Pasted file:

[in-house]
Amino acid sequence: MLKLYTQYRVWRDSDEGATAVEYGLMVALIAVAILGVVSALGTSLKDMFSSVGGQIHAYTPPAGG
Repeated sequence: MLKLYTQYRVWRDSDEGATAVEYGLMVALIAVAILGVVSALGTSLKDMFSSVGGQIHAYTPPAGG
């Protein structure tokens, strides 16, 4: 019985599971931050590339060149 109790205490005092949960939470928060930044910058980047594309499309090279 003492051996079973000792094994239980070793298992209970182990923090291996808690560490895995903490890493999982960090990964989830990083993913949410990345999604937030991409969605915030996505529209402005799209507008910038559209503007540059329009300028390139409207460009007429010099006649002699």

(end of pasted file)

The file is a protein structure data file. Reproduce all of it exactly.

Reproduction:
[in-house]
Amino acid sequence: MLKLYTQYRVWRDSDEGATAVEYGLMVALIAVAILGVVSALGTSLKDMFSSVGGQIHAYTPPAGG
Repeated sequence: MLKLYTQYRVWRDSDEGATAVEYGLMVALIAVAILGVVSALGTSLKDMFSSVGGQIHAYTPPAGG
């Protein structure tokens, strides 16, 4: 019985599971931050590339060149 109790205490005092949960939470928060930044910058980047594309499309090279 003492051996079973000792094994239980070793298992209970182990923090291996808690560490895995903490890493999982960090990964989830990083993913949410990345999604937030991409969605915030996505529209402005799209507008910038559209503007540059329009300028390139409207460009007429010099006649002699």